HARRISBURG (AP) — Pennsylvania’s method of inspecting rides at amusement parks, carnivals and fairs — a system that relies overwhelmingly on inspectors employed by or hired by ride operators — will be the subject of legislative hearings, lawmakers say.
House and Senate agriculture committees may hold a joint session or may convene separately, Sen. Elder Vogel, R-Lawrence County, told The (Johnstown) Tribune-Democrat.
But, he said, lawmakers in both chambers want answers from the Department of Agriculture, which has just four inspectors to monitor the 9,300 rides total at every amusement park, carnival and fair in Pennsylvania.
Almost all the inspections are made by the operators, and the state inspectors focus on auditing their efforts.
Concerns about the ride inspection program were first raised by the Pittsburgh-based PublicSource, which examined inspection records for amusement parks across the state and found many cases of missing records.
The program that checks amusement park rides is also charged with tracking the safety of equipment at traveling carnival rides that set up for a few days in one location and move in and out of the state over the summer and fall.
For festivals and fairs, event organizers typically don’t hire ride inspectors; instead, they are hired by each ride vendor.
A review of county fair inspections indicated that even when inspectors checked rides, there was no paperwork to document it. In other cases, state inspectors apparently didn’t find out until after the fair ended that vendors hadn’t hired their own inspectors to check their equipment.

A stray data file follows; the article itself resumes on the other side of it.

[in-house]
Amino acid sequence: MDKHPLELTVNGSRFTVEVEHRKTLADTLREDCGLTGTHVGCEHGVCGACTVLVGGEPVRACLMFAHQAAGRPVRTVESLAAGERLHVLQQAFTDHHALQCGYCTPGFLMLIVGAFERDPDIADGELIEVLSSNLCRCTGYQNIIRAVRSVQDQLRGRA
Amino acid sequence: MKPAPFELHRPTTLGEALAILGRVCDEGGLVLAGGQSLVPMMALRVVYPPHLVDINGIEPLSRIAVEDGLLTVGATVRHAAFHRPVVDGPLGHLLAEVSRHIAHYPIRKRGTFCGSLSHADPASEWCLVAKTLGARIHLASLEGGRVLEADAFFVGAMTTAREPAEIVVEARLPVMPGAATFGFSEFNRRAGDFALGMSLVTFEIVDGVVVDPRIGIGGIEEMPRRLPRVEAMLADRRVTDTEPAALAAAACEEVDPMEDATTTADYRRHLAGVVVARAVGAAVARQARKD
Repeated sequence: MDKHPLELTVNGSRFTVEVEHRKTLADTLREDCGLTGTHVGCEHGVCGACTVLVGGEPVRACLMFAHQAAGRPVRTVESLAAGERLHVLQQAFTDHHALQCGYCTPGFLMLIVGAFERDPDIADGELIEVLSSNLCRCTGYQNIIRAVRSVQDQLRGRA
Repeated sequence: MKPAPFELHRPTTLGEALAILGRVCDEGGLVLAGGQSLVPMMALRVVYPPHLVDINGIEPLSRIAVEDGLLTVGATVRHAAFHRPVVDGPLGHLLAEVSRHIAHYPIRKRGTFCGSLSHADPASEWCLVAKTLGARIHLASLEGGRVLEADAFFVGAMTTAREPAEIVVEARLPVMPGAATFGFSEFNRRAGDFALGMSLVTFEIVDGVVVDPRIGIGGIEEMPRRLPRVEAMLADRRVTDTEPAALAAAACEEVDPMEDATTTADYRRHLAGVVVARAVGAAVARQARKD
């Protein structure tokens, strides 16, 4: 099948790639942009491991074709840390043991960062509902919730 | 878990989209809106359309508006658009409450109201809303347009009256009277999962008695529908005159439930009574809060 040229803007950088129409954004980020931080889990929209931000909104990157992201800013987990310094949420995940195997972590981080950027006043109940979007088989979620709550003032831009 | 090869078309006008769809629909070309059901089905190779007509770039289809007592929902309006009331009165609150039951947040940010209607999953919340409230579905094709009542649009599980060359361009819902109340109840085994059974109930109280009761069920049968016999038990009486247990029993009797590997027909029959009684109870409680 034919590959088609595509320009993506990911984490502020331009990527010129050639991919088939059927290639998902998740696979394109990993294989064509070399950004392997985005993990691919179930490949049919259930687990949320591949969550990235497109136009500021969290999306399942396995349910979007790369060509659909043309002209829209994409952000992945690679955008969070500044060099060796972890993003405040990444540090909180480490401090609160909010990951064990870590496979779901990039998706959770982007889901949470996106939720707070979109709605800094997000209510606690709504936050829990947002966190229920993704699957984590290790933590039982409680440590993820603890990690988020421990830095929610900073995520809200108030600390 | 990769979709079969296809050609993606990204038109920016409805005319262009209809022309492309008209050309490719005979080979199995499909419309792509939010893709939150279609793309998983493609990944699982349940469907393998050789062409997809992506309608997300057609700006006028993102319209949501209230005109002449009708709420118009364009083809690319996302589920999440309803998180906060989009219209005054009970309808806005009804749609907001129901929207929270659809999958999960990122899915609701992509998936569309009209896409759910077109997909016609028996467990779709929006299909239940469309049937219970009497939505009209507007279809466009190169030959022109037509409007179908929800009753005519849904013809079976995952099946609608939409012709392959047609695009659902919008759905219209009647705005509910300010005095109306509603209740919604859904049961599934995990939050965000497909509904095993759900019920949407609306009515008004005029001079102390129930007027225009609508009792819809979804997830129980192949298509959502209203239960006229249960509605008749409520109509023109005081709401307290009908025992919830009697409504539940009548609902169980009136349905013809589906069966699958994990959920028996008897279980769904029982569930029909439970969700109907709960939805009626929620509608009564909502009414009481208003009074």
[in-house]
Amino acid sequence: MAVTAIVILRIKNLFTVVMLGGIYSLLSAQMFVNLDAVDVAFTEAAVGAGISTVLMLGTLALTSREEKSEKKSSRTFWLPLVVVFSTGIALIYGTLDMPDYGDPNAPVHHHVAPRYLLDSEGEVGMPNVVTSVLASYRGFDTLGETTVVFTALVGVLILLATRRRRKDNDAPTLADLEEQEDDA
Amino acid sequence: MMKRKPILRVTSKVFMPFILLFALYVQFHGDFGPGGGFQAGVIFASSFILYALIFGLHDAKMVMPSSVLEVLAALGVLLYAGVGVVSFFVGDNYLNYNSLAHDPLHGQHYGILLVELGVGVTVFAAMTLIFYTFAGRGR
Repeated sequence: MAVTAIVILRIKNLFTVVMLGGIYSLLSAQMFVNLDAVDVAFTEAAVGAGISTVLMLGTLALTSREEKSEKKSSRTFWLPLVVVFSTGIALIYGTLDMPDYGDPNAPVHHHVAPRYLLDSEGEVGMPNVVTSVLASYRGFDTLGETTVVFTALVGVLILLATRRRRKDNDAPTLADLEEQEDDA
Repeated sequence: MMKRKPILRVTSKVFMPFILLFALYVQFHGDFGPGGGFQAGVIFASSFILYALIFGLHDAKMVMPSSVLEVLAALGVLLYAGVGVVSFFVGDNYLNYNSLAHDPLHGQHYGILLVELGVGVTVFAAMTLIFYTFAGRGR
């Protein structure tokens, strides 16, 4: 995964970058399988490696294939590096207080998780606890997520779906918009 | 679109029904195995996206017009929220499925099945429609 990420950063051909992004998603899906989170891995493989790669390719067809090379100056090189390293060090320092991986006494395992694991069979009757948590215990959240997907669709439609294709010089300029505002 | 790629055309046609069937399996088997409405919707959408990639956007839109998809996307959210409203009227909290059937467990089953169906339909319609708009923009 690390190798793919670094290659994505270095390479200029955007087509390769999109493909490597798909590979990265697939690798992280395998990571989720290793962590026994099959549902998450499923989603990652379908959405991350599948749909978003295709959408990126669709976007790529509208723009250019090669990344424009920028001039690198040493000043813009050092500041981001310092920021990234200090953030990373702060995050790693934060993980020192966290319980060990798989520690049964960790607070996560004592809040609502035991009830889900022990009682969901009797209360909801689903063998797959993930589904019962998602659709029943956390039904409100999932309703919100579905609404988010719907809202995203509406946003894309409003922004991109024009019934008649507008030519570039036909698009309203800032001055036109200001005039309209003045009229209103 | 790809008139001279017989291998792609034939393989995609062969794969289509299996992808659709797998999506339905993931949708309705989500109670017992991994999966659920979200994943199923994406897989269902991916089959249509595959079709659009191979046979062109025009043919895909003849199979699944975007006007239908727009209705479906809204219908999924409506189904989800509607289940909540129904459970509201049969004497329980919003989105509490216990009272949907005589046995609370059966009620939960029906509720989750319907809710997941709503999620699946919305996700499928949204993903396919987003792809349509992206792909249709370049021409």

In such cases, there is little that the agriculture department can do since the law doesn’t allow vendors to be penalized unless the state can prove a pattern of illegal conduct, department spokeswoman Nicole Bucher said.
At traveling carnivals, the rides are inspected each time they are set up, but even that can present hazards. An inspector found that rides at one fair in Monroe County had been set up too close to power lines, according to government records.
Walt Remmert, director of the bureau of ride inspections, said the agriculture department’s four inspectors divide the state into quarters and travel from town to town. Each is responsible for keeping track of about 200 of the roughly 800 amusement ride operators, but Remmert said they quickly learn which operators need careful scrutiny and which tend to police themselves.
One issue that sometimes arises is companies from outside the state coming to fairs in Pennsylvania and not immediately adjusting to local safety standards, Remmert said.